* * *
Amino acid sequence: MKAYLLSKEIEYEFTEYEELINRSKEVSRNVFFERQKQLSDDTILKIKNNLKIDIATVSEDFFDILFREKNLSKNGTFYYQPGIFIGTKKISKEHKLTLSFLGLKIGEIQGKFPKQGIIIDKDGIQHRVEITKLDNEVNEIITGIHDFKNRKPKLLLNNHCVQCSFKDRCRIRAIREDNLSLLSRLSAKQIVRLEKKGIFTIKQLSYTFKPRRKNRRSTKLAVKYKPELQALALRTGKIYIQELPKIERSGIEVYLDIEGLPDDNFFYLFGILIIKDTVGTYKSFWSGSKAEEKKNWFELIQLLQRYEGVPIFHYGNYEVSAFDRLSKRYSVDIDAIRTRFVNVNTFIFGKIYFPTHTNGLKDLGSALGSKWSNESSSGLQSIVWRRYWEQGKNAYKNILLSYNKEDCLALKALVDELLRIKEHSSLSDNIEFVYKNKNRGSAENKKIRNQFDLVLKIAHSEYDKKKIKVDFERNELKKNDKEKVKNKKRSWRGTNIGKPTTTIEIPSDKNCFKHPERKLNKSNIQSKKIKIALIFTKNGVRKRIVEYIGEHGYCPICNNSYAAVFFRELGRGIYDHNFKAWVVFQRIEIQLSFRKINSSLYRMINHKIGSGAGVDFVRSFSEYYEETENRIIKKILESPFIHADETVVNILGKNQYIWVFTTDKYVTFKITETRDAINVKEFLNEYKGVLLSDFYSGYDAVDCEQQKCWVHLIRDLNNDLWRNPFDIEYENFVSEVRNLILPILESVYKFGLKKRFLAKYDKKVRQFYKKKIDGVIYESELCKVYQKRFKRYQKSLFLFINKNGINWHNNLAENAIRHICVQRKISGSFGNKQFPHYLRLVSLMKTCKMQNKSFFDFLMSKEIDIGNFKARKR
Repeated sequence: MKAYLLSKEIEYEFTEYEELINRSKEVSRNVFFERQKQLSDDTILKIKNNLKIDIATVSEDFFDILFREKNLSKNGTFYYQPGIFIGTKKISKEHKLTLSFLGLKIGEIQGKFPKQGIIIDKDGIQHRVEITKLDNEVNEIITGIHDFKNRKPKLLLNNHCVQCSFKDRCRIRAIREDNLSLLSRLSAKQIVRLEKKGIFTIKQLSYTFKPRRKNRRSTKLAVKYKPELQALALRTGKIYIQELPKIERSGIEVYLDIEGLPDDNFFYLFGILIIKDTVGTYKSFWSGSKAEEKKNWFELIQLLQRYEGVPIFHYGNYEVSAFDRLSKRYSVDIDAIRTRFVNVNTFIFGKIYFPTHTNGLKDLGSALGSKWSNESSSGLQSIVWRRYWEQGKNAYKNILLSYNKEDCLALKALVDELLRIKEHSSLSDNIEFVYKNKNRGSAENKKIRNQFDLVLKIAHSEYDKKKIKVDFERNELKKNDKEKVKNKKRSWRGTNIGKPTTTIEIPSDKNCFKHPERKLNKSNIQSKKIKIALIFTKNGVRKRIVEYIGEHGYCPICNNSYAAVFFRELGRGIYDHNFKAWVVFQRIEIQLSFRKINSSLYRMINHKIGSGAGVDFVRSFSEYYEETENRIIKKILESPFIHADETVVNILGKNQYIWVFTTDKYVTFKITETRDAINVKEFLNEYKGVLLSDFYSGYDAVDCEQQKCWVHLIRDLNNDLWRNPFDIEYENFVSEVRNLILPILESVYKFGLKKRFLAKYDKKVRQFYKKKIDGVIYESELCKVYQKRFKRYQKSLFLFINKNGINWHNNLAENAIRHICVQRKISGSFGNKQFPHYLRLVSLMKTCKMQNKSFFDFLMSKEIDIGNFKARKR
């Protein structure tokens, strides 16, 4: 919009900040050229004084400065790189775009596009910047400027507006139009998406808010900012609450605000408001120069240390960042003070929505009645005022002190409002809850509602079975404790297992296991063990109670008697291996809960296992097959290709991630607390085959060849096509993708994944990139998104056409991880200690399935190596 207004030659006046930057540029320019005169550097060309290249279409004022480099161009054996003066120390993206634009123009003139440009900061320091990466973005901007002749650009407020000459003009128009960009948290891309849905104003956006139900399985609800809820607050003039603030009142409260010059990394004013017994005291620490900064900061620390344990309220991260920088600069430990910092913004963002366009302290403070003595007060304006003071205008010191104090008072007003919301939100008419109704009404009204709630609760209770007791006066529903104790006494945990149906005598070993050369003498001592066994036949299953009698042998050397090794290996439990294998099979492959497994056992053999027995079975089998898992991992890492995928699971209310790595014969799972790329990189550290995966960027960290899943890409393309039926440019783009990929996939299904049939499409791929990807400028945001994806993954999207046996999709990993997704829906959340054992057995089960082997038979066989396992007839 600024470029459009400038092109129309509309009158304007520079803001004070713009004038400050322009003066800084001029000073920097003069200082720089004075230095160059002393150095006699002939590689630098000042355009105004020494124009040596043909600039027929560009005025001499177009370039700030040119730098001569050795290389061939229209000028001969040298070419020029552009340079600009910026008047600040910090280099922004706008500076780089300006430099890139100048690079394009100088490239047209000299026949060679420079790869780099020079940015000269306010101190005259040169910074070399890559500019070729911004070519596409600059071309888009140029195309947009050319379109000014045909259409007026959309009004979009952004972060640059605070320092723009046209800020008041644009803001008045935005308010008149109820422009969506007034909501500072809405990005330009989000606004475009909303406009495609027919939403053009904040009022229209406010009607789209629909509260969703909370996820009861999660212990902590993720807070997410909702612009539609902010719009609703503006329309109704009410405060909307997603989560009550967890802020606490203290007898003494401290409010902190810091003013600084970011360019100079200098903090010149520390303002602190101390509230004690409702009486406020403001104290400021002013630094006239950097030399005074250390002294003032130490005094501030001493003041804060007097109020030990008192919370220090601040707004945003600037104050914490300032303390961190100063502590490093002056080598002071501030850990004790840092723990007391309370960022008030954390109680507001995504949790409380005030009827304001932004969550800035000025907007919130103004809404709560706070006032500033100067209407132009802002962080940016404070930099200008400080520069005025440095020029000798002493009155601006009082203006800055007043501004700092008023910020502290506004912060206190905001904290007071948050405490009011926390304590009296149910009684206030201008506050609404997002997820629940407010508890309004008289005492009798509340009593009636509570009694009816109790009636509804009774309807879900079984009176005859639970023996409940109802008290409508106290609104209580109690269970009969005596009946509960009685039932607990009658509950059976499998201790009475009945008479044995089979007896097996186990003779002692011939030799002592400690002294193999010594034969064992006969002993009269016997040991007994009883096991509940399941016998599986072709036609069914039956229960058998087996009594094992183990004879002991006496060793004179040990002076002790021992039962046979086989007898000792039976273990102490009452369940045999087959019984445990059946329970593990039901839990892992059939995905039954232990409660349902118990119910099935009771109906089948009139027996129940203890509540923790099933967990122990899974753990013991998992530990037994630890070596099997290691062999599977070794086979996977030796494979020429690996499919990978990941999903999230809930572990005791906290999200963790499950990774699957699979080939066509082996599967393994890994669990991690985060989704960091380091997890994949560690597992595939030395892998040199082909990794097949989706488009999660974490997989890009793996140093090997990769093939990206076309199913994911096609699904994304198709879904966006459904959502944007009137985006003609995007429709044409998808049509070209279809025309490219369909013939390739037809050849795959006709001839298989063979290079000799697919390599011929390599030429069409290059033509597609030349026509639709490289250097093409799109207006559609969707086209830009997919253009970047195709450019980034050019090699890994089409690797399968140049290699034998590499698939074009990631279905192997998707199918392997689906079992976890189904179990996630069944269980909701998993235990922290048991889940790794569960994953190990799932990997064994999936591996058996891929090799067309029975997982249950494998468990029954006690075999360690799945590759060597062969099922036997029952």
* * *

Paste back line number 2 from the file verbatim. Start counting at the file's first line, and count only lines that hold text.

Repeated sequence: MKAYLLSKEIEYEFTEYEELINRSKEVSRNVFFERQKQLSDDTILKIKNNLKIDIATVSEDFFDILFREKNLSKNGTFYYQPGIFIGTKKISKEHKLTLSFLGLKIGEIQGKFPKQGIIIDKDGIQHRVEITKLDNEVNEIITGIHDFKNRKPKLLLNNHCVQCSFKDRCRIRAIREDNLSLLSRLSAKQIVRLEKKGIFTIKQLSYTFKPRRKNRRSTKLAVKYKPELQALALRTGKIYIQELPKIERSGIEVYLDIEGLPDDNFFYLFGILIIKDTVGTYKSFWSGSKAEEKKNWFELIQLLQRYEGVPIFHYGNYEVSAFDRLSKRYSVDIDAIRTRFVNVNTFIFGKIYFPTHTNGLKDLGSALGSKWSNESSSGLQSIVWRRYWEQGKNAYKNILLSYNKEDCLALKALVDELLRIKEHSSLSDNIEFVYKNKNRGSAENKKIRNQFDLVLKIAHSEYDKKKIKVDFERNELKKNDKEKVKNKKRSWRGTNIGKPTTTIEIPSDKNCFKHPERKLNKSNIQSKKIKIALIFTKNGVRKRIVEYIGEHGYCPICNNSYAAVFFRELGRGIYDHNFKAWVVFQRIEIQLSFRKINSSLYRMINHKIGSGAGVDFVRSFSEYYEETENRIIKKILESPFIHADETVVNILGKNQYIWVFTTDKYVTFKITETRDAINVKEFLNEYKGVLLSDFYSGYDAVDCEQQKCWVHLIRDLNNDLWRNPFDIEYENFVSEVRNLILPILESVYKFGLKKRFLAKYDKKVRQFYKKKIDGVIYESELCKVYQKRFKRYQKSLFLFINKNGINWHNNLAENAIRHICVQRKISGSFGNKQFPHYLRLVSLMKTCKMQNKSFFDFLMSKEIDIGNFKARKR